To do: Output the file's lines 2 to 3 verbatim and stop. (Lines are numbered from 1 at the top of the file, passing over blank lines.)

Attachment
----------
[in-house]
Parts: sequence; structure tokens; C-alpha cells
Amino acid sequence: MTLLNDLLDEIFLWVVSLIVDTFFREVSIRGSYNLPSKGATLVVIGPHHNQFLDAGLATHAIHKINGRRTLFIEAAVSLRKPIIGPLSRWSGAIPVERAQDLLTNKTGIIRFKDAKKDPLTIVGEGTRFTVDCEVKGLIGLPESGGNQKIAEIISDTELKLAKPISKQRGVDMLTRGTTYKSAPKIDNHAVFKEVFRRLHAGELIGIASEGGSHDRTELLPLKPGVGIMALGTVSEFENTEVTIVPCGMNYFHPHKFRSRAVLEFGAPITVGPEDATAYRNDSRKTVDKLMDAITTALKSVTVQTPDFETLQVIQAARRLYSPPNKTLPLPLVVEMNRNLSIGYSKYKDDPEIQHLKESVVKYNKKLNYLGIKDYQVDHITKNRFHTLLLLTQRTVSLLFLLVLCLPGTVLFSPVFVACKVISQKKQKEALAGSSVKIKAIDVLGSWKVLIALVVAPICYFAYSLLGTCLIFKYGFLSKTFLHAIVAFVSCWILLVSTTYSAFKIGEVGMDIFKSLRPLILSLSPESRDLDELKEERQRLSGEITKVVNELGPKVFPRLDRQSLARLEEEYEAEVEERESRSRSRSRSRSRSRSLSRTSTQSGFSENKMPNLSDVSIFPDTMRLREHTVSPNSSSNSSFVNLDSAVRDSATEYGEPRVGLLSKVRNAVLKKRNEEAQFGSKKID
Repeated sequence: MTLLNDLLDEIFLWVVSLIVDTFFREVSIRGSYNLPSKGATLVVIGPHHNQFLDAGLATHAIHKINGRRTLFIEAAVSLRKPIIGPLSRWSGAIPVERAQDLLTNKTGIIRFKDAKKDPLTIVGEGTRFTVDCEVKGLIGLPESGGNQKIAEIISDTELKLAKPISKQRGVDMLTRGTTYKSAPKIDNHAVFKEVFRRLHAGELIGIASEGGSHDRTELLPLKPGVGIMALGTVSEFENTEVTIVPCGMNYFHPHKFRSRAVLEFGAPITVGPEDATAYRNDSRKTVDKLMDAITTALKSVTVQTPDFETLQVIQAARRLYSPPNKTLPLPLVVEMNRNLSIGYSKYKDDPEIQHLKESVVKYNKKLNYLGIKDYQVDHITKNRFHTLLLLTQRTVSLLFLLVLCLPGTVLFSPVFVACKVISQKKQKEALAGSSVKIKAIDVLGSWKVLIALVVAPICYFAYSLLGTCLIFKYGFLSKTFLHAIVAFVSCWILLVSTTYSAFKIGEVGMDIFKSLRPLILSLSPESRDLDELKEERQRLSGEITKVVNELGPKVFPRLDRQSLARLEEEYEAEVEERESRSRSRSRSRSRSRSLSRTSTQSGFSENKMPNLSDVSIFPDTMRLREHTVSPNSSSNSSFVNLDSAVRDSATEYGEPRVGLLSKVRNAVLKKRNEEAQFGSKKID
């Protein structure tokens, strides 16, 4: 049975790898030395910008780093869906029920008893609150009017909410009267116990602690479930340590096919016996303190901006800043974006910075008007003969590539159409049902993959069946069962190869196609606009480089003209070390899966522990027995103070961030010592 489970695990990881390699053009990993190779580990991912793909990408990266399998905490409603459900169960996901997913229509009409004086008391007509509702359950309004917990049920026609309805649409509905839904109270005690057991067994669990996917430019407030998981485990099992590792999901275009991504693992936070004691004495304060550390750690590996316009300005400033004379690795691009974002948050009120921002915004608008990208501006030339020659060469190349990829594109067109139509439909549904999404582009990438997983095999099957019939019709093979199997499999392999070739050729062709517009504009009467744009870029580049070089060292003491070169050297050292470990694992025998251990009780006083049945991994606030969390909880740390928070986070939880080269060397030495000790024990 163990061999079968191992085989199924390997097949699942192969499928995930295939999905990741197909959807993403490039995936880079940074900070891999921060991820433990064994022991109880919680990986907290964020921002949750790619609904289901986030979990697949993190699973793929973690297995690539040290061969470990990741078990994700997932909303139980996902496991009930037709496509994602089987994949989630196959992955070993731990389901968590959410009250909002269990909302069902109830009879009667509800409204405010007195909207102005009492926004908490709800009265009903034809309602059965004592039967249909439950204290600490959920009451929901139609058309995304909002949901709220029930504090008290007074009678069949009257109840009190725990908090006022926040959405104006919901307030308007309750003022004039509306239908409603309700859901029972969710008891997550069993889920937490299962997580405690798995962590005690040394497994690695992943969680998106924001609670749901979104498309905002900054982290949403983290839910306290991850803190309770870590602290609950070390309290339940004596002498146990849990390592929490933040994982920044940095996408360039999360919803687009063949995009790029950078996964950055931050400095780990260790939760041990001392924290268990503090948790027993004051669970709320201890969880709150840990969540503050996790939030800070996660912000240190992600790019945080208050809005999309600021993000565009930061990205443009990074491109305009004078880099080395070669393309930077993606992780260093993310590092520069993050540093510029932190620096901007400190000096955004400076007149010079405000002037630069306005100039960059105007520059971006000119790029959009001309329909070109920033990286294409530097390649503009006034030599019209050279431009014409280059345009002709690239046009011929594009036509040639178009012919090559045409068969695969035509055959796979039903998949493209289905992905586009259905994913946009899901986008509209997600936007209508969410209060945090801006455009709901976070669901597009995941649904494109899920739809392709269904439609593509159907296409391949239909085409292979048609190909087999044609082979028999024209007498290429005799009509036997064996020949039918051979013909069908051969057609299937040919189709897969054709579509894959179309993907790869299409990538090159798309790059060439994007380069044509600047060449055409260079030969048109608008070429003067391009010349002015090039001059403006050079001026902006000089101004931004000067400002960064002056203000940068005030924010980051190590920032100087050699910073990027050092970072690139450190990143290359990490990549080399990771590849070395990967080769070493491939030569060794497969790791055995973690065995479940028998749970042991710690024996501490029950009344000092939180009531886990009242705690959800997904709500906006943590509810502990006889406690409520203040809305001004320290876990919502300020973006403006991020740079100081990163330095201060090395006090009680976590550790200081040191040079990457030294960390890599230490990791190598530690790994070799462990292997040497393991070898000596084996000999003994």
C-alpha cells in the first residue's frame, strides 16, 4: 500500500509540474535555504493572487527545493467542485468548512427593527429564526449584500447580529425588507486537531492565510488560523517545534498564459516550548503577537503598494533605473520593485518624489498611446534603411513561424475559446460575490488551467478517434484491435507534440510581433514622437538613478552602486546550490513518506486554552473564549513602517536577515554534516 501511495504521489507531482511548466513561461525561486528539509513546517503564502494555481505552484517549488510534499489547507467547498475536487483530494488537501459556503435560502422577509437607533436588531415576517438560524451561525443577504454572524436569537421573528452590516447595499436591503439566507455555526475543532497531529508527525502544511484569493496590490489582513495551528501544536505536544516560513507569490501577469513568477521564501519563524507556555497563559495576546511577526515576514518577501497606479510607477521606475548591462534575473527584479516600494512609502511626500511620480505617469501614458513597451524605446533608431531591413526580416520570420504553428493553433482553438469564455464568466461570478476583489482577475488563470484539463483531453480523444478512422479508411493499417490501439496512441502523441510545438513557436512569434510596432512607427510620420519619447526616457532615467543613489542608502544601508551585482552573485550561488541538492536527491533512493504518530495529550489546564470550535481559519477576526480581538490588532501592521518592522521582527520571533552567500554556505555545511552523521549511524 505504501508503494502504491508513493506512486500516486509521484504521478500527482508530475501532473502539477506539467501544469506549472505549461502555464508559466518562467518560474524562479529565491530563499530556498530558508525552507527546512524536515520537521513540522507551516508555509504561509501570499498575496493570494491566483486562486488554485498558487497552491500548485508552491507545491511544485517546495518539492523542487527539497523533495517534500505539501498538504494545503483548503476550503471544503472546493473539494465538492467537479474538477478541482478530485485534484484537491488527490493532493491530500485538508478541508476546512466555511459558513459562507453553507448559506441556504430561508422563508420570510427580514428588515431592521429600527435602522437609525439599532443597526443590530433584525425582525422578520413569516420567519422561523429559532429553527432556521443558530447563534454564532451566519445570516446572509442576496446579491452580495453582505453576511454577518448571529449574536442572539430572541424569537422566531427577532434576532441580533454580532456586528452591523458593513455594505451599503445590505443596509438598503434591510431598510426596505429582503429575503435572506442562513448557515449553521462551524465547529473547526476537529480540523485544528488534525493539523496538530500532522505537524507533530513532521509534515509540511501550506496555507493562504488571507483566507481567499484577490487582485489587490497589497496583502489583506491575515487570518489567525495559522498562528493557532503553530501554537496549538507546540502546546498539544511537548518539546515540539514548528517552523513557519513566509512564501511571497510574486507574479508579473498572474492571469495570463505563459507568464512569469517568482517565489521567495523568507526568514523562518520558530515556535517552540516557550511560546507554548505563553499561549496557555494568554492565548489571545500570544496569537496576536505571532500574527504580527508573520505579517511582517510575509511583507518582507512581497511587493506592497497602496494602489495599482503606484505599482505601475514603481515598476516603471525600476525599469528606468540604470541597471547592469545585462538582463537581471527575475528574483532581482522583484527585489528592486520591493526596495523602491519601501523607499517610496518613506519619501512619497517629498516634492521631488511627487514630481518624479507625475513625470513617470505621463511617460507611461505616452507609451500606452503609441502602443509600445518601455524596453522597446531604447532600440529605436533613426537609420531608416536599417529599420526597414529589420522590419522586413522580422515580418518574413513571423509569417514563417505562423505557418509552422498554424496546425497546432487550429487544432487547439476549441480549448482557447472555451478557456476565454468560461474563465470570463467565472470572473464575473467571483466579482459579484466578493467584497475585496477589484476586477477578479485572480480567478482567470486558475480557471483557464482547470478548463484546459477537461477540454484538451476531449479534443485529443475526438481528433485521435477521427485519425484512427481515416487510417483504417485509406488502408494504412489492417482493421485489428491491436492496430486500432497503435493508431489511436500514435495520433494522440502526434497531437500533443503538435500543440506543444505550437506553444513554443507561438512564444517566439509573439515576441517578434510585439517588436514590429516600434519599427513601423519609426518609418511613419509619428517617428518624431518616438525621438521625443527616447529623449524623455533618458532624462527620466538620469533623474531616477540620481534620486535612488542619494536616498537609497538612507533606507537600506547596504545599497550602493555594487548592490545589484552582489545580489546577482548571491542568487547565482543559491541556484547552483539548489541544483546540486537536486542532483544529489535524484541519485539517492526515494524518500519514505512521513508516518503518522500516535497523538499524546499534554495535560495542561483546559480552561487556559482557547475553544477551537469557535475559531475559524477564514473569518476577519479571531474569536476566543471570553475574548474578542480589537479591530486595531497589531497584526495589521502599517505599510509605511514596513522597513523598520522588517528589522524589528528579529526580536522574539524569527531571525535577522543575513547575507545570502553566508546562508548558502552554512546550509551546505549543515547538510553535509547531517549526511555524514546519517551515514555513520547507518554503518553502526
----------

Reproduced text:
Parts: sequence; structure tokens; C-alpha cells
Amino acid sequence: MTLLNDLLDEIFLWVVSLIVDTFFREVSIRGSYNLPSKGATLVVIGPHHNQFLDAGLATHAIHKINGRRTLFIEAAVSLRKPIIGPLSRWSGAIPVERAQDLLTNKTGIIRFKDAKKDPLTIVGEGTRFTVDCEVKGLIGLPESGGNQKIAEIISDTELKLAKPISKQRGVDMLTRGTTYKSAPKIDNHAVFKEVFRRLHAGELIGIASEGGSHDRTELLPLKPGVGIMALGTVSEFENTEVTIVPCGMNYFHPHKFRSRAVLEFGAPITVGPEDATAYRNDSRKTVDKLMDAITTALKSVTVQTPDFETLQVIQAARRLYSPPNKTLPLPLVVEMNRNLSIGYSKYKDDPEIQHLKESVVKYNKKLNYLGIKDYQVDHITKNRFHTLLLLTQRTVSLLFLLVLCLPGTVLFSPVFVACKVISQKKQKEALAGSSVKIKAIDVLGSWKVLIALVVAPICYFAYSLLGTCLIFKYGFLSKTFLHAIVAFVSCWILLVSTTYSAFKIGEVGMDIFKSLRPLILSLSPESRDLDELKEERQRLSGEITKVVNELGPKVFPRLDRQSLARLEEEYEAEVEERESRSRSRSRSRSRSRSLSRTSTQSGFSENKMPNLSDVSIFPDTMRLREHTVSPNSSSNSSFVNLDSAVRDSATEYGEPRVGLLSKVRNAVLKKRNEEAQFGSKKID